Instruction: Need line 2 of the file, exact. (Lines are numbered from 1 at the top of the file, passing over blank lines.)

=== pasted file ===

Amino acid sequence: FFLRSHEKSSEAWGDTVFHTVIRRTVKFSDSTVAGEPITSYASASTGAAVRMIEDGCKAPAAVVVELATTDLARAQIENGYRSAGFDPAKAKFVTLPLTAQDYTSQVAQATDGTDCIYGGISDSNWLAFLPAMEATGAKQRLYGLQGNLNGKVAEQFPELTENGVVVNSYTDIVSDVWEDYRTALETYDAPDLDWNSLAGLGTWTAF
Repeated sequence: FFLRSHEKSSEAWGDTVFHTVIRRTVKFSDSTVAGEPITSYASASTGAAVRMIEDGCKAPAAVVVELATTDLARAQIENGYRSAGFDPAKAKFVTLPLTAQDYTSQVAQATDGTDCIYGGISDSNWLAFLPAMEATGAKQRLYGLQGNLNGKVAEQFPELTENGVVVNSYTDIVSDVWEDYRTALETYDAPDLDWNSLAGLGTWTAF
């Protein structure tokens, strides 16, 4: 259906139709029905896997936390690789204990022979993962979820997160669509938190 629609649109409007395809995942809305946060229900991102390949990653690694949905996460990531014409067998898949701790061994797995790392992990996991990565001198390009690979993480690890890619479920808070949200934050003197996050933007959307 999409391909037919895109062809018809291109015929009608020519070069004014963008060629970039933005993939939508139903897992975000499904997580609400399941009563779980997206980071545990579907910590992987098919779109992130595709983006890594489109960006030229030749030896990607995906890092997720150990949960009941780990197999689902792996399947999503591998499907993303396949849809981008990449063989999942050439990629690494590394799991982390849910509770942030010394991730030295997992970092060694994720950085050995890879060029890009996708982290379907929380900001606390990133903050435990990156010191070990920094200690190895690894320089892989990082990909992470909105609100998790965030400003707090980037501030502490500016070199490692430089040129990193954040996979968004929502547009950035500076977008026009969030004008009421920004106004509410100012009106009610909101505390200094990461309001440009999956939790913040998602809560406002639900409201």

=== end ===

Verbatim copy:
Repeated sequence: FFLRSHEKSSEAWGDTVFHTVIRRTVKFSDSTVAGEPITSYASASTGAAVRMIEDGCKAPAAVVVELATTDLARAQIENGYRSAGFDPAKAKFVTLPLTAQDYTSQVAQATDGTDCIYGGISDSNWLAFLPAMEATGAKQRLYGLQGNLNGKVAEQFPELTENGVVVNSYTDIVSDVWEDYRTALETYDAPDLDWNSLAGLGTWTAF